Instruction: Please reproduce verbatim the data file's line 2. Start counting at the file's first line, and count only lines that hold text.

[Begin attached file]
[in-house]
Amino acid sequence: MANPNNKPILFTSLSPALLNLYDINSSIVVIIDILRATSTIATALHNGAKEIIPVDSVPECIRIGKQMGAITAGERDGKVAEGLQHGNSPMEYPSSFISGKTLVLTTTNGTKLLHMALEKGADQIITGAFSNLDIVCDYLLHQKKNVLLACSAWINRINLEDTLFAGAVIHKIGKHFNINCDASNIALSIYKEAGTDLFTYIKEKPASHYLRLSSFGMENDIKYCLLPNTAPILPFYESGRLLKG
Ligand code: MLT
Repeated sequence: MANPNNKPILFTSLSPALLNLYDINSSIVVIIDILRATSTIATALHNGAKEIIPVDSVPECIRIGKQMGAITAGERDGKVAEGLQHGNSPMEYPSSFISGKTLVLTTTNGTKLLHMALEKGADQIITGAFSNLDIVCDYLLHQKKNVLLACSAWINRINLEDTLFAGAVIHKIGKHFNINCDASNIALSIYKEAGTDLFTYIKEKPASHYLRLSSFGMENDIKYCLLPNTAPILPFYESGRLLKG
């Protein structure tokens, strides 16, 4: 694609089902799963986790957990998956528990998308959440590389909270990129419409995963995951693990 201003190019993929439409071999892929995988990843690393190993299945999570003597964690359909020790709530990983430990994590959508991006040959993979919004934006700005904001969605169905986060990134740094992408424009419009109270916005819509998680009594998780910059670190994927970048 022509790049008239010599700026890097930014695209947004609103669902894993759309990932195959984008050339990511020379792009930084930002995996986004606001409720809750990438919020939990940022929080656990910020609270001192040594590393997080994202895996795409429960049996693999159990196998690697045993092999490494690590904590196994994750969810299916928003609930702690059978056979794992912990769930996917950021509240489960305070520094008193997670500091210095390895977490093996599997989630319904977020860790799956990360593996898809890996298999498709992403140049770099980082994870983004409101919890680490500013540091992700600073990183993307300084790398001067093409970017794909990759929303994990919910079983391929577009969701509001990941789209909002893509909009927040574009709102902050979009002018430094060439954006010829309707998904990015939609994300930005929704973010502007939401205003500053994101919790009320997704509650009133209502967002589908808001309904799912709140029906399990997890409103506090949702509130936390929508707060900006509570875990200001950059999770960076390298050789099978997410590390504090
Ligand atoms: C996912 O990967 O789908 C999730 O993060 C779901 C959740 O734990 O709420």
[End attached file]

Amino acid sequence: MANPNNKPILFTSLSPALLNLYDINSSIVVIIDILRATSTIATALHNGAKEIIPVDSVPECIRIGKQMGAITAGERDGKVAEGLQHGNSPMEYPSSFISGKTLVLTTTNGTKLLHMALEKGADQIITGAFSNLDIVCDYLLHQKKNVLLACSAWINRINLEDTLFAGAVIHKIGKHFNINCDASNIALSIYKEAGTDLFTYIKEKPASHYLRLSSFGMENDIKYCLLPNTAPILPFYESGRLLKG